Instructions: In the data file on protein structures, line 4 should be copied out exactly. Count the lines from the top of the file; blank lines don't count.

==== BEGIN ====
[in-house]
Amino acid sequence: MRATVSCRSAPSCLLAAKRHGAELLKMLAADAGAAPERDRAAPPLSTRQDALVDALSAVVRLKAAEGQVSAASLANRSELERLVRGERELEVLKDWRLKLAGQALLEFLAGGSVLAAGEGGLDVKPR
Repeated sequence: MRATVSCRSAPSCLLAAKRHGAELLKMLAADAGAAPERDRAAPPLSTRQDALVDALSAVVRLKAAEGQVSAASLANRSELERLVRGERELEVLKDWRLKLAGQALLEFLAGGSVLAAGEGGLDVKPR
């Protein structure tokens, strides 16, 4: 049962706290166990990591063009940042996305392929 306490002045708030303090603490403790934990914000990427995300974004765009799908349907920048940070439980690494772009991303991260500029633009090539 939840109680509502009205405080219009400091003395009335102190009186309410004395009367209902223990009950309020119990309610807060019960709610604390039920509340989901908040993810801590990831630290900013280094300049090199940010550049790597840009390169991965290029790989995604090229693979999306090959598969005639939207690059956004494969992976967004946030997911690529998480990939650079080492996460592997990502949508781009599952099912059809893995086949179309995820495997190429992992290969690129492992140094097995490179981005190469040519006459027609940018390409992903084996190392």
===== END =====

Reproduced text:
């Protein structure tokens, strides 16, 4: 049962706290166990990591063009940042996305392929 306490002045708030303090603490403790934990914000990427995300974004765009799908349907920048940070439980690494772009991303991260500029633009090539 939840109680509502009205405080219009400091003395009335102190009186309410004395009367209902223990009950309020119990309610807060019960709610604390039920509340989901908040993810801590990831630290900013280094300049090199940010550049790597840009390169991965290029790989995604090229693979999306090959598969005639939207690059956004494969992976967004946030997911690529998480990939650079080492996460592997990502949508781009599952099912059809893995086949179309995820495997190429992992290969690129492992140094097995490179981005190469040519006459027609940018390409992903084996190392």